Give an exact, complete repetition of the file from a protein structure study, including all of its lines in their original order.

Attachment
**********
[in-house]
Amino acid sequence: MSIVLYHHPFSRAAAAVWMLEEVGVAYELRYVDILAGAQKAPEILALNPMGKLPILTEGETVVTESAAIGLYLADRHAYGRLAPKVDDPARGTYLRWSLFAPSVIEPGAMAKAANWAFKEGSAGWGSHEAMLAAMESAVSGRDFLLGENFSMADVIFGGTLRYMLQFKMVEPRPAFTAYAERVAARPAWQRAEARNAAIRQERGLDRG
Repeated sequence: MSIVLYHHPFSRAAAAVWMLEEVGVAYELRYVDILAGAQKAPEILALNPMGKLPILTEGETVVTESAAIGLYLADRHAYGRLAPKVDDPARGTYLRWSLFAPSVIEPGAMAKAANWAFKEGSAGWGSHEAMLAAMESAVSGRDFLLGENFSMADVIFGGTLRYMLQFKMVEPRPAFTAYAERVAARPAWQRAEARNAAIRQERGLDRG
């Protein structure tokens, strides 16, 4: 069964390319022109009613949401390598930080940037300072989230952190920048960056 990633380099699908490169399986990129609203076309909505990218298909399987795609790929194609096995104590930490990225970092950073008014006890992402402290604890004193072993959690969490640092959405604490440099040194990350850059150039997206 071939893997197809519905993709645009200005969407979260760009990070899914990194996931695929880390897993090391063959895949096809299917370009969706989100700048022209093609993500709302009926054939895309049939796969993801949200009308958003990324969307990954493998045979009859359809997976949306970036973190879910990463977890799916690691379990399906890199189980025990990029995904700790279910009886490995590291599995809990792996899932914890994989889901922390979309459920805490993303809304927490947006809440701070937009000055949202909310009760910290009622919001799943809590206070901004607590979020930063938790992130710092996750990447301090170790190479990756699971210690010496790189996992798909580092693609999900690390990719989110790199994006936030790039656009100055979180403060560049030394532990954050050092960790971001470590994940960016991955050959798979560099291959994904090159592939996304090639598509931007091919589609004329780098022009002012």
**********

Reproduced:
[in-house]
Amino acid sequence: MSIVLYHHPFSRAAAAVWMLEEVGVAYELRYVDILAGAQKAPEILALNPMGKLPILTEGETVVTESAAIGLYLADRHAYGRLAPKVDDPARGTYLRWSLFAPSVIEPGAMAKAANWAFKEGSAGWGSHEAMLAAMESAVSGRDFLLGENFSMADVIFGGTLRYMLQFKMVEPRPAFTAYAERVAARPAWQRAEARNAAIRQERGLDRG
Repeated sequence: MSIVLYHHPFSRAAAAVWMLEEVGVAYELRYVDILAGAQKAPEILALNPMGKLPILTEGETVVTESAAIGLYLADRHAYGRLAPKVDDPARGTYLRWSLFAPSVIEPGAMAKAANWAFKEGSAGWGSHEAMLAAMESAVSGRDFLLGENFSMADVIFGGTLRYMLQFKMVEPRPAFTAYAERVAARPAWQRAEARNAAIRQERGLDRG
């Protein structure tokens, strides 16, 4: 069964390319022109009613949401390598930080940037300072989230952190920048960056 990633380099699908490169399986990129609203076309909505990218298909399987795609790929194609096995104590930490990225970092950073008014006890992402402290604890004193072993959690969490640092959405604490440099040194990350850059150039997206 071939893997197809519905993709645009200005969407979260760009990070899914990194996931695929880390897993090391063959895949096809299917370009969706989100700048022209093609993500709302009926054939895309049939796969993801949200009308958003990324969307990954493998045979009859359809997976949306970036973190879910990463977890799916690691379990399906890199189980025990990029995904700790279910009886490995590291599995809990792996899932914890994989889901922390979309459920805490993303809304927490947006809440701070937009000055949202909310009760910290009622919001799943809590206070901004607590979020930063938790992130710092996750990447301090170790190479990756699971210690010496790189996992798909580092693609999900690390990719989110790199994006936030790039656009100055979180403060560049030394532990954050050092960790971001470590994940960016991955050959798979560099291959994904090159592939996304090639598509931007091919589609004329780098022009002012």